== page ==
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Mountains of the Mind: A History of a Fascination is a book by British writer Robert Macfarlane published in 2003 about the history of the human fascination with mountains. The book takes its title from a line by the poet Gerard Manley Hopkins and combines history with first-person narrative. He considers why people are drawn to mountains despite their obvious dangers, and examines the powerful and sometimes fatal hold that mountains can come to have over the imagination. The book's heroes include the mountaineer George Mallory, and its influences include the writing of Simon Schama and Francis Spufford.[1] In the end, Macfarlane criticizes Mallory for devoting more time to the mountain than his wife and notes that he has personally sworn off high-risk mountaineering. The New York Times's John Rothchild praised the book, writing "There's fascinating stuff here, and a clever premise, but Mountains of the Mind may cause recovering climbaholics to trace their addiction to their early homework assignments and file class-action lawsuits against their poetry teachers."[2]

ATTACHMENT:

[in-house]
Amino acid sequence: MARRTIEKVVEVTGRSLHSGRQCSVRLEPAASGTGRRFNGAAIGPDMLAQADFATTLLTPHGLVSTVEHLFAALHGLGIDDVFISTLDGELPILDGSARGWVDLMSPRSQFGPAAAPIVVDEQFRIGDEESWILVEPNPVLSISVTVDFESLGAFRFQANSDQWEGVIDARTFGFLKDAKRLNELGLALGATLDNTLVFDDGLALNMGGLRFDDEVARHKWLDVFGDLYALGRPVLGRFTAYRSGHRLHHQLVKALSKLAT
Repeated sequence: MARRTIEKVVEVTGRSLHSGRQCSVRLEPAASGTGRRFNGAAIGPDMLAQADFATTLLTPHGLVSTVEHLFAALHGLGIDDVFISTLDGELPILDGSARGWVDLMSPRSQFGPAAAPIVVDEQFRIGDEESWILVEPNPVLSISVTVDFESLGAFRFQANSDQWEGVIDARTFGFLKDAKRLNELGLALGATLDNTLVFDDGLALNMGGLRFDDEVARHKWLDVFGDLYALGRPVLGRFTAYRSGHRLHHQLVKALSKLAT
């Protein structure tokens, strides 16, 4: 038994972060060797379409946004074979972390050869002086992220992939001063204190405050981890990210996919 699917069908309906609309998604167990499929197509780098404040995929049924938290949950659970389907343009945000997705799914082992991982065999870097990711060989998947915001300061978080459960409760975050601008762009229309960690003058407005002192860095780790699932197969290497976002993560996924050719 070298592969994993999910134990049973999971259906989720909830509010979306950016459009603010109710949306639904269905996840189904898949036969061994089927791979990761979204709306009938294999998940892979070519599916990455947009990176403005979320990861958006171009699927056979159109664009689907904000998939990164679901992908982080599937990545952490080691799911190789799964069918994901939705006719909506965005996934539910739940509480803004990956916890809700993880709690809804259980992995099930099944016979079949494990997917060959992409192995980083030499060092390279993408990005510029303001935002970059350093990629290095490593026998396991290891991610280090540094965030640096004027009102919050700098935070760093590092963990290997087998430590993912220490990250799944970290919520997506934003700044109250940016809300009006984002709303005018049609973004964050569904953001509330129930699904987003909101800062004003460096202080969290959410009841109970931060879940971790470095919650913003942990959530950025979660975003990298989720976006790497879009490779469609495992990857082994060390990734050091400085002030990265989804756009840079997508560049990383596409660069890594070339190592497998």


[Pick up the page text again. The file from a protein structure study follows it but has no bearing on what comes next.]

Mountains of the Mind
Mountains of the Mind.jpg
AuthorRobert Macfarlane
SubjectGeography
GenreNon-fiction
PublisherGranta Books
Publication date
2003
Media typePrint (hardcover and paperback)
Pages320
ISBN9781847080394
Followed byThe Wild Places 

"Mountains of the Mind" won the Guardian First Book Award and the Somerset Maugham Award.[3][4]

ReferencesEdit

  1. ^ "O Altitudo!: An Interview with Robert Macfarlane". Cabinet Magazine=. Retrieved July 4, 2018.
  2. ^ Rothchild, John (July 13, 2018). "Fatal Attraction". New York Times. Retrieved July 4, 2018.
  3. ^ Ezard, John (December 5, 2003). "Mountain man wins Guardian book prize". The Guardian. Retrieved July 4, 2018.
  4. ^ "Previous winners of the Somerset Maugham Awards". The Society of Authors. Retrieved July 4, 2018.